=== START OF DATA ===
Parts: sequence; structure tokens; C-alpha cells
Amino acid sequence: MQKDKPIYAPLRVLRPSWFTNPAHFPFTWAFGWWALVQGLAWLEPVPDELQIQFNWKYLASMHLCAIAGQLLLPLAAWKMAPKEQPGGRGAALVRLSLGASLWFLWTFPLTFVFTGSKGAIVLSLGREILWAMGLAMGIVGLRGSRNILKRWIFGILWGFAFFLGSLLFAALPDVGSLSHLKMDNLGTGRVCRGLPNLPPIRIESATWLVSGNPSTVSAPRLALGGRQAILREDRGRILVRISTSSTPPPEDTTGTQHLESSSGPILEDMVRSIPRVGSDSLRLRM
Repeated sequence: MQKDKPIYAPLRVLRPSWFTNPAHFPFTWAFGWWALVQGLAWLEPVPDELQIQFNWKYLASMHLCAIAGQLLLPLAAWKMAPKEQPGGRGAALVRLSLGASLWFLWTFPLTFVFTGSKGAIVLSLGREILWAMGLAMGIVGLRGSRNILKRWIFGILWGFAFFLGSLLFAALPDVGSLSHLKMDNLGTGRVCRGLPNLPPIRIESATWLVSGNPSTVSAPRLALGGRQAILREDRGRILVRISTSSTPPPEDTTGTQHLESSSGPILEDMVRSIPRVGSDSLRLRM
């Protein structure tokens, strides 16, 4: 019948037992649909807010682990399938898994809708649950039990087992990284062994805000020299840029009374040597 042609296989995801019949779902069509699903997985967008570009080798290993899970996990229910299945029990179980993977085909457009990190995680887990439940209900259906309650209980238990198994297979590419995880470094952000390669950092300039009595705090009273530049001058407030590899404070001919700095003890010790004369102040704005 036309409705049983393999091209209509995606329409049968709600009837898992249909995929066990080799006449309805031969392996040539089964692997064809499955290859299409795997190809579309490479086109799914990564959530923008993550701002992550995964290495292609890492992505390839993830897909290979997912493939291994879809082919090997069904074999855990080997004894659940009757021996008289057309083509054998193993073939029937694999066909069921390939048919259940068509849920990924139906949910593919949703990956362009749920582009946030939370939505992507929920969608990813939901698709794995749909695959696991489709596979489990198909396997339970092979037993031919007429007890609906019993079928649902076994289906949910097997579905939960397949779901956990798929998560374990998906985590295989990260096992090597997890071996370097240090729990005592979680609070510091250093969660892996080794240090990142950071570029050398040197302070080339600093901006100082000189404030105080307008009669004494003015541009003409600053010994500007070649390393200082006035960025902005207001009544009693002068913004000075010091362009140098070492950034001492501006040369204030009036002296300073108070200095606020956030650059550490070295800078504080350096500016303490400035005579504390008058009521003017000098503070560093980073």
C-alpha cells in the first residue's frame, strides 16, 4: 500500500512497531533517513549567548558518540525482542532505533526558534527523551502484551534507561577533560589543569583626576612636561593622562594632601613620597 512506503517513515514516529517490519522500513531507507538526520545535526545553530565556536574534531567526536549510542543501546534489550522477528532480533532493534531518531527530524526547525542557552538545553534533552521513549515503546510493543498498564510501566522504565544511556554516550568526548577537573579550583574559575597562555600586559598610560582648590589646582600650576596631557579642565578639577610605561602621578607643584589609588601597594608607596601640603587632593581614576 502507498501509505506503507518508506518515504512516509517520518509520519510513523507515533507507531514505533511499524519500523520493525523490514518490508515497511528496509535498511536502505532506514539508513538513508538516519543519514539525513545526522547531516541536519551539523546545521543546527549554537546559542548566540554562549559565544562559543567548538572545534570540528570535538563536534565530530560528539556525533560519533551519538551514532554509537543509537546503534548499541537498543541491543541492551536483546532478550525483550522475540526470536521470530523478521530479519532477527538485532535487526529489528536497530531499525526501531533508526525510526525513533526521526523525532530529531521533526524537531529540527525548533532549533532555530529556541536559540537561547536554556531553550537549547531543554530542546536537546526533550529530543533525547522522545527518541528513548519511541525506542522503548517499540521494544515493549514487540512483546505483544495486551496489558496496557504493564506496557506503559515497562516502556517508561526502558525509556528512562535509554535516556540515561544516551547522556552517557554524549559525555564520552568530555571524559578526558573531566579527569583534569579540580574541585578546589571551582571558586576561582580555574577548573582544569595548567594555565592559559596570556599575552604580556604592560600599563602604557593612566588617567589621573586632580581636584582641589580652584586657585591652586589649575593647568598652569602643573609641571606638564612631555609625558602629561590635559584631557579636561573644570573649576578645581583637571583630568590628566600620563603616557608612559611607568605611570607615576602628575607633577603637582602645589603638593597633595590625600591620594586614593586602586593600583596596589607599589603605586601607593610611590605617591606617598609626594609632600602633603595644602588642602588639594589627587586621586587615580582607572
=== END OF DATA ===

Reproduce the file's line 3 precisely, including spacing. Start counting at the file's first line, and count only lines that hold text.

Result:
Repeated sequence: MQKDKPIYAPLRVLRPSWFTNPAHFPFTWAFGWWALVQGLAWLEPVPDELQIQFNWKYLASMHLCAIAGQLLLPLAAWKMAPKEQPGGRGAALVRLSLGASLWFLWTFPLTFVFTGSKGAIVLSLGREILWAMGLAMGIVGLRGSRNILKRWIFGILWGFAFFLGSLLFAALPDVGSLSHLKMDNLGTGRVCRGLPNLPPIRIESATWLVSGNPSTVSAPRLALGGRQAILREDRGRILVRISTSSTPPPEDTTGTQHLESSSGPILEDMVRSIPRVGSDSLRLRM